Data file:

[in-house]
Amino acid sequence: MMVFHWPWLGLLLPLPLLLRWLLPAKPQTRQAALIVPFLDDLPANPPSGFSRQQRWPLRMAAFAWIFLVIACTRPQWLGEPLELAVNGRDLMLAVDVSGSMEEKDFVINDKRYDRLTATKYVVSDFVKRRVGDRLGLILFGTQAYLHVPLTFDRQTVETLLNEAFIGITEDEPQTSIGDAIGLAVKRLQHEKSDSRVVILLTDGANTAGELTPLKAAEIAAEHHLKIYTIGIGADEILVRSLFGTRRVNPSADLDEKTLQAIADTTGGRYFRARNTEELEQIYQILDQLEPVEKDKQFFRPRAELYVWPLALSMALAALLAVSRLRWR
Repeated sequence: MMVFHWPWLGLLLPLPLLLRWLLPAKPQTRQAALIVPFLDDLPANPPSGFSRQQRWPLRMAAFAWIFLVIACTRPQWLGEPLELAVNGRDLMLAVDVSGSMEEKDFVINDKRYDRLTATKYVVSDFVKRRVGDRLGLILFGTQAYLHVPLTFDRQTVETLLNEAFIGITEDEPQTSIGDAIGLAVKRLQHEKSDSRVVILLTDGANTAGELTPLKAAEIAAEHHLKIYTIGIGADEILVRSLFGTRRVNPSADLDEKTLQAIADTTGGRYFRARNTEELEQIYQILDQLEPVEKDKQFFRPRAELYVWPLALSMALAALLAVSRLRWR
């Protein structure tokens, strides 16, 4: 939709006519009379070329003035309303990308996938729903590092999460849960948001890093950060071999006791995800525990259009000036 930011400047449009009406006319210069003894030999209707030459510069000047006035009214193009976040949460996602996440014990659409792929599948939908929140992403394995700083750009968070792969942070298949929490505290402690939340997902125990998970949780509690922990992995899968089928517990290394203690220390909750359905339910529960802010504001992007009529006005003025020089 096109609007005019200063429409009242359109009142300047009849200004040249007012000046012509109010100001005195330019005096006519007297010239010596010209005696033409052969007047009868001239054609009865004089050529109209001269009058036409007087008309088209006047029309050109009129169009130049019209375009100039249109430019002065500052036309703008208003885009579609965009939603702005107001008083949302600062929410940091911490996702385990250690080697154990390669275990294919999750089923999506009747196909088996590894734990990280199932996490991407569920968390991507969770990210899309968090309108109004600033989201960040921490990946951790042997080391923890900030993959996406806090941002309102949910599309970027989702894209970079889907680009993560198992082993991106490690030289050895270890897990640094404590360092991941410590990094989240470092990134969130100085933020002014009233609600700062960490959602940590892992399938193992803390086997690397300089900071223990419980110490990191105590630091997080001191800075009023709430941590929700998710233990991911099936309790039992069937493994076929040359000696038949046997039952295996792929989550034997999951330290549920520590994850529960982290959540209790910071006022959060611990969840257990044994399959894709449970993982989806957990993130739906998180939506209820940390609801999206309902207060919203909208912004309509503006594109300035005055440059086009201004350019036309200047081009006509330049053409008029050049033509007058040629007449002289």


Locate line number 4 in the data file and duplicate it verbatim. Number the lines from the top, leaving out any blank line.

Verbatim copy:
């Protein structure tokens, strides 16, 4: 939709006519009379070329003035309303990308996938729903590092999460849960948001890093950060071999006791995800525990259009000036 930011400047449009009406006319210069003894030999209707030459510069000047006035009214193009976040949460996602996440014990659409792929599948939908929140992403394995700083750009968070792969942070298949929490505290402690939340997902125990998970949780509690922990992995899968089928517990290394203690220390909750359905339910529960802010504001992007009529006005003025020089 096109609007005019200063429409009242359109009142300047009849200004040249007012000046012509109010100001005195330019005096006519007297010239010596010209005696033409052969007047009868001239054609009865004089050529109209001269009058036409007087008309088209006047029309050109009129169009130049019209375009100039249109430019002065500052036309703008208003885009579609965009939603702005107001008083949302600062929410940091911490996702385990250690080697154990390669275990294919999750089923999506009747196909088996590894734990990280199932996490991407569920968390991507969770990210899309968090309108109004600033989201960040921490990946951790042997080391923890900030993959996406806090941002309102949910599309970027989702894209970079889907680009993560198992082993991106490690030289050895270890897990640094404590360092991941410590990094989240470092990134969130100085933020002014009233609600700062960490959602940590892992399938193992803390086997690397300089900071223990419980110490990191105590630091997080001191800075009023709430941590929700998710233990991911099936309790039992069937493994076929040359000696038949046997039952295996792929989550034997999951330290549920520590994850529960982290959540209790910071006022959060611990969840257990044994399959894709449970993982989806957990993130739906998180939506209820940390609801999206309902207060919203909208912004309509503006594109300035005055440059086009201004350019036309200047081009006509330049053409008029050049033509007058040629007449002289």